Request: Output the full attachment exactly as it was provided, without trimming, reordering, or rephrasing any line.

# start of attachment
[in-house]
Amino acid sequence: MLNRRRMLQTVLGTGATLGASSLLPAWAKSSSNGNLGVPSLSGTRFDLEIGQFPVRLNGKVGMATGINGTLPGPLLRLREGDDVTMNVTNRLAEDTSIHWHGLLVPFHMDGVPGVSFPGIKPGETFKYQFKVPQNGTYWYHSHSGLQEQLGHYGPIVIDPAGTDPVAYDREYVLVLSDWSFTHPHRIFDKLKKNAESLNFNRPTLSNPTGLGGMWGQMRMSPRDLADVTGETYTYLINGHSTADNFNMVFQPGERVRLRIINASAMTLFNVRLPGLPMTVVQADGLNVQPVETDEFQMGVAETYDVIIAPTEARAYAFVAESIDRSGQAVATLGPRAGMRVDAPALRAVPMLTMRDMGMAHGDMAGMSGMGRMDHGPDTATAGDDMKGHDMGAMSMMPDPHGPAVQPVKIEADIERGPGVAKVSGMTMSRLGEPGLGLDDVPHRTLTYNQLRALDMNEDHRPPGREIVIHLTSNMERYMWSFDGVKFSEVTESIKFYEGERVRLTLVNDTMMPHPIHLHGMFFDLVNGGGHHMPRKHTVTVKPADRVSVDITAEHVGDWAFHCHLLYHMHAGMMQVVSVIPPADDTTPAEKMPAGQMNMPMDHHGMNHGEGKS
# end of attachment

[in-house]
Amino acid sequence: MLNRRRMLQTVLGTGATLGASSLLPAWAKSSSNGNLGVPSLSGTRFDLEIGQFPVRLNGKVGMATGINGTLPGPLLRLREGDDVTMNVTNRLAEDTSIHWHGLLVPFHMDGVPGVSFPGIKPGETFKYQFKVPQNGTYWYHSHSGLQEQLGHYGPIVIDPAGTDPVAYDREYVLVLSDWSFTHPHRIFDKLKKNAESLNFNRPTLSNPTGLGGMWGQMRMSPRDLADVTGETYTYLINGHSTADNFNMVFQPGERVRLRIINASAMTLFNVRLPGLPMTVVQADGLNVQPVETDEFQMGVAETYDVIIAPTEARAYAFVAESIDRSGQAVATLGPRAGMRVDAPALRAVPMLTMRDMGMAHGDMAGMSGMGRMDHGPDTATAGDDMKGHDMGAMSMMPDPHGPAVQPVKIEADIERGPGVAKVSGMTMSRLGEPGLGLDDVPHRTLTYNQLRALDMNEDHRPPGREIVIHLTSNMERYMWSFDGVKFSEVTESIKFYEGERVRLTLVNDTMMPHPIHLHGMFFDLVNGGGHHMPRKHTVTVKPADRVSVDITAEHVGDWAFHCHLLYHMHAGMMQVVSVIPPADDTTPAEKMPAGQMNMPMDHHGMNHGEGKS